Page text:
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The effectiveness of bupriopion vs. bupropion plus nicotine patch in a smoking cessation clinic

Sherman SE, Takayesu S, West P, Chapman A. The effectiveness of bupriopion vs. bupropion plus nicotine patch in a smoking cessation clinic. Paper presented at: VA HSR&D National Meeting; 1999 Feb 25; Washington, DC.




Abstract:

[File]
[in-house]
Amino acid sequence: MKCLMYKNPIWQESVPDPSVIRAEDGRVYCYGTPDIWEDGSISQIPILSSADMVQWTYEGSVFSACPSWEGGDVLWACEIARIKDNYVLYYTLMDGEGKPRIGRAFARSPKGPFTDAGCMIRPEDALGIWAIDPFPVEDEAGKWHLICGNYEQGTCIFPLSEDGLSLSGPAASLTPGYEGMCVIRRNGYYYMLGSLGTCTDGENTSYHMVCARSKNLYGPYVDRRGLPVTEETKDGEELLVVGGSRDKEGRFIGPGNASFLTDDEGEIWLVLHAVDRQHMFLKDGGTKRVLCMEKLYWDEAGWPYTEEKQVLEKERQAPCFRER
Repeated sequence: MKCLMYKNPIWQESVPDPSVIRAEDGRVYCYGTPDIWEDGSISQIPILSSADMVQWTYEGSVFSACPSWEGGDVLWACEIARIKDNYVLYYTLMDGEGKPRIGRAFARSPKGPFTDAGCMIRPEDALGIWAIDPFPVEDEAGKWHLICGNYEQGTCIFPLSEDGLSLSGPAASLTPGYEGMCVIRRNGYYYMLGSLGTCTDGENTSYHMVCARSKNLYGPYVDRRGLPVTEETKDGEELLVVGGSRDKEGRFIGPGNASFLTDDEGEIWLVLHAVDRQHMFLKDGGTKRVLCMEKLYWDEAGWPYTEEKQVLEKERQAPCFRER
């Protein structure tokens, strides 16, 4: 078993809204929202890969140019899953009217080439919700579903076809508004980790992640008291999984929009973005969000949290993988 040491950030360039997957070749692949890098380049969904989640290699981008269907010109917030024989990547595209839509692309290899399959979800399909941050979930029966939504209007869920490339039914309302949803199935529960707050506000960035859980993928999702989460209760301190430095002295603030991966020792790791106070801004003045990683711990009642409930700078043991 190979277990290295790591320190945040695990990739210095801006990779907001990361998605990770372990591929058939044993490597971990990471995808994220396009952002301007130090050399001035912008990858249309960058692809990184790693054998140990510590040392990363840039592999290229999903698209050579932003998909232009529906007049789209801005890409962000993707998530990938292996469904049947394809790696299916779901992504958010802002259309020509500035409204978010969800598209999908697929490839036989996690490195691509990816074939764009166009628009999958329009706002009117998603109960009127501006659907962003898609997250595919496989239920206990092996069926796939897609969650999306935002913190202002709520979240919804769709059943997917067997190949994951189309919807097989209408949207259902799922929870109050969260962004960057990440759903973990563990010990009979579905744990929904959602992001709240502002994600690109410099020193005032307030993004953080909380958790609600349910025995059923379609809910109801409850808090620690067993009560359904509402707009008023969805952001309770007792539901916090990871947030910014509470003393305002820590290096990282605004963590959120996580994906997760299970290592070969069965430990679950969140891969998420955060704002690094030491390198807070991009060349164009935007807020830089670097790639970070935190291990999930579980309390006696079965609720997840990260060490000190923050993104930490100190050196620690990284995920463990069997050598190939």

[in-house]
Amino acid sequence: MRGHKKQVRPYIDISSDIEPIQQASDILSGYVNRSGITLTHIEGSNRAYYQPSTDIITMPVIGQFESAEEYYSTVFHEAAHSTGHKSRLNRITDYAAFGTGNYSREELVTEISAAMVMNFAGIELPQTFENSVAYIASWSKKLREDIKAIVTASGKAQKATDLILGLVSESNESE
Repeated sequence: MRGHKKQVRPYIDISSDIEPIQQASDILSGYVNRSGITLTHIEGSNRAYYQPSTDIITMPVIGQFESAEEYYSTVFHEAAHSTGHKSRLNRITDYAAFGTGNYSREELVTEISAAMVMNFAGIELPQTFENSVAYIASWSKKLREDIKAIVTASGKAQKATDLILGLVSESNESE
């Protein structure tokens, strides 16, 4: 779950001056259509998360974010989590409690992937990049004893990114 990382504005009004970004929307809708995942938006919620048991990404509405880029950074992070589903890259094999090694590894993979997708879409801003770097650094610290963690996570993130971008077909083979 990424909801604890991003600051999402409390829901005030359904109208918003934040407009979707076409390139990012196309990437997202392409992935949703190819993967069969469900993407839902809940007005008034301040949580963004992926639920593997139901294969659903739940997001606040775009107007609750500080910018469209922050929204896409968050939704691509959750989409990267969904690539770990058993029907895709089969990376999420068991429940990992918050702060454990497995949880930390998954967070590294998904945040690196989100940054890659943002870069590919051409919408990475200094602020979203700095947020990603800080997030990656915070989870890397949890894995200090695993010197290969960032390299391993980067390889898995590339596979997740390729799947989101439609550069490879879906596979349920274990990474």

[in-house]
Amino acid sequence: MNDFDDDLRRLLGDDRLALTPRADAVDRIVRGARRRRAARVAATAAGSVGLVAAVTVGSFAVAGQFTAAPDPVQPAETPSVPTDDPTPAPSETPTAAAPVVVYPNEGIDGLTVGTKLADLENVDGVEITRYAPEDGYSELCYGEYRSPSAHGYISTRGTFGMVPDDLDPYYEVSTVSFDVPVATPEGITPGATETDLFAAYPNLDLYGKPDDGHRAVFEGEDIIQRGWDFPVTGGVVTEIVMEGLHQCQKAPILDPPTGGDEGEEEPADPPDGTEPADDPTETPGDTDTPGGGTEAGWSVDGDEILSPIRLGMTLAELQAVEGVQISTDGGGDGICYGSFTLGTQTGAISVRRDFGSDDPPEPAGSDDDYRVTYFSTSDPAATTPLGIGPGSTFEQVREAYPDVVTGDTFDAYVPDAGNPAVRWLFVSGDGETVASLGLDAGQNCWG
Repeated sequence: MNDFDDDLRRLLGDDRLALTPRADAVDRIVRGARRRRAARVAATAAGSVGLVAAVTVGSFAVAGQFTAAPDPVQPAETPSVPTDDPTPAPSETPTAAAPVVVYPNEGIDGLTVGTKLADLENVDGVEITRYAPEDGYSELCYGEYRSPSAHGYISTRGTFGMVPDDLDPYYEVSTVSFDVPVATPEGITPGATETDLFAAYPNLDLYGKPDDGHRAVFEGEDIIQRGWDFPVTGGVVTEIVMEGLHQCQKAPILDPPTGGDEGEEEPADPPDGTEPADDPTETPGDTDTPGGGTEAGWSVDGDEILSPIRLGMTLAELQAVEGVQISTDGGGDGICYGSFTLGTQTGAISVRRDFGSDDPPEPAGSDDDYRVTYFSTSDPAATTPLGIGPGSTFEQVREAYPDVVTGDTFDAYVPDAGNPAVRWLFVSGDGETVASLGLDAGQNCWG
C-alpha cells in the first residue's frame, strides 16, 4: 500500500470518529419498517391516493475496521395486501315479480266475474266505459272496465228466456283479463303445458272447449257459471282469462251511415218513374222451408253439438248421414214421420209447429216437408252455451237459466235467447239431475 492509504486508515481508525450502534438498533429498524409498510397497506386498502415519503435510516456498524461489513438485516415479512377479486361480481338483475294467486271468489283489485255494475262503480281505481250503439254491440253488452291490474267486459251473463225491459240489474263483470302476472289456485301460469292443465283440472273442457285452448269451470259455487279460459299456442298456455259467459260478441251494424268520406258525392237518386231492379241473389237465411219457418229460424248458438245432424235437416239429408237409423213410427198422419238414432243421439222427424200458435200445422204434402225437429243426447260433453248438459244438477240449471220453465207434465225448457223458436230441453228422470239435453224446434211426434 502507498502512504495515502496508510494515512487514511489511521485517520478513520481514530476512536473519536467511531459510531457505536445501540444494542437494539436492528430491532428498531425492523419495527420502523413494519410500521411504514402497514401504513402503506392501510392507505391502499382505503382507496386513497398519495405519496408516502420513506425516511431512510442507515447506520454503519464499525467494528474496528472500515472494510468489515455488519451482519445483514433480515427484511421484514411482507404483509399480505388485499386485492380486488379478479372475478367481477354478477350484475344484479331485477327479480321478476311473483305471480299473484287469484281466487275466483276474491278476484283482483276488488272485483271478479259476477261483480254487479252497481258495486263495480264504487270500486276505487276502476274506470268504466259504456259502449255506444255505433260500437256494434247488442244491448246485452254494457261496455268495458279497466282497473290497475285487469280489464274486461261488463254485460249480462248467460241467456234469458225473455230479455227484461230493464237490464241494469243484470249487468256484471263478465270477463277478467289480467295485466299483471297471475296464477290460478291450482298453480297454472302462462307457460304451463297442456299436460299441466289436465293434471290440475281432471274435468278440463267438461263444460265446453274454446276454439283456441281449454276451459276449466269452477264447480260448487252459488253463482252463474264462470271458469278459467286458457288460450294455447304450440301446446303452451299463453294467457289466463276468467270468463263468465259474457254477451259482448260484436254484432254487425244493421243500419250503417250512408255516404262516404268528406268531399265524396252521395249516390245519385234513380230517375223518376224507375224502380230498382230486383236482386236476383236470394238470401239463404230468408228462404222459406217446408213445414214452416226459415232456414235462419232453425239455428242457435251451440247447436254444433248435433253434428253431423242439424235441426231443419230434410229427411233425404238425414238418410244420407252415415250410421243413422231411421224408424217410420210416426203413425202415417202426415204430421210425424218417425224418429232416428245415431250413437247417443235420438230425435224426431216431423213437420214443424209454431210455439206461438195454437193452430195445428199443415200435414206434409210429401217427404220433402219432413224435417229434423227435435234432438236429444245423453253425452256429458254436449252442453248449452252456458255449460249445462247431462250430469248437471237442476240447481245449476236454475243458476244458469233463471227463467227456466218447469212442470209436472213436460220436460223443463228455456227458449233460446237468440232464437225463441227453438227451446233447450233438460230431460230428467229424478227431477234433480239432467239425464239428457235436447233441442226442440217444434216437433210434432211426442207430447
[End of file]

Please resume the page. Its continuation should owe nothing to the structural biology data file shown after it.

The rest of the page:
Objectives: Several research trials have examined the efficacy of bupropion. While efficacy studies such as these are helpful, they unfortunately often do not translate into effectiveness in actual clinical practice. We examined the effectiveness of bupropion vs. bupropion plus nicotine patch in the routine practice of a smoking cessation clinic. Methods: The Sepulveda VA Smoking Cessation Clinic was established in 1992 and has consistently received approximately 60 referrals/month. Patients attend seven visits over two months and receive individual counseling in a group setting from both a health educator and a clinical pharmacist. Compliance is assessed by carbon monoxide meter at each visit, and patients with repeated high readings are dropped from the clinic. Since April, 1998, we have randomly assigned all new patients to either bupropion or bupropion plus nicotine patch ('combined therapy'). Patients were assigned to only nicotine patches if they had a history of seizures or refused bupropion. We assessed how patients were doing at each visit and whether or not they were tolerating their therapy. We also determined the percent of patients who successfully completed the two-month program. No extra resources or funding were used, so that we were comparing these two regimens in routine practice. We calculated approximate direct costs of the medication and counseling for each regimen. Results: During the first four months, 231 patients were referred, of whom 140 (61%) attended at least one session. 62 patients were assigned to bupropion, 54 to combined therapy, and 22 to nicotine patches. Two patients chose not to use any pharmacologic therapy. Side effects were noted in 21 people taking bupropion (34%), 14 people taking combined therapy (26%), and 3 people taking nicotine patches (14%). 18% of patients started on bupropion were switched to another regimen (10 to nicotine patches, 1 to combined therapy), compared to 15% of patients started on combined therapy (6 to nicotine patches, 2 to bupropion), and 0% of patients started on nicotine patches. The rate of successfully completing the two-month program (by initial treatment assignment) was as follows: bupropion 13/62 (21%), combined therapy 21/54 (39%), and nicotine patch 5/22 (23%). The cost of medication and counseling for one complete two-month course was $190 for bupropion and $310 for combined therapy. Factoring in the unsuccessful patients, the cost/successful completer was approximately $447 for bupropion and $513 for combined therapy. Conclusions: We conclude that in routine practice, patients taking combined therapy tolerate it as well (when measured by side effects or treatment switching) as patients taking bupropion. The success rate appears to be higher in patients initially assigned to combined therapy, making the cost/successful completer just slightly higher for combined therapy.Impact: These data are helpful in determining what regimen to use within a smoking cessation clinic, especially since there are so few trials of combination therapy. We are continuing to accrue approximately 40 patients/month, which will allow us to more precisely compare these two regimens. We do not yet have data on long-term abstinence to determine whether the relapse rate differs by initial treatment assignment





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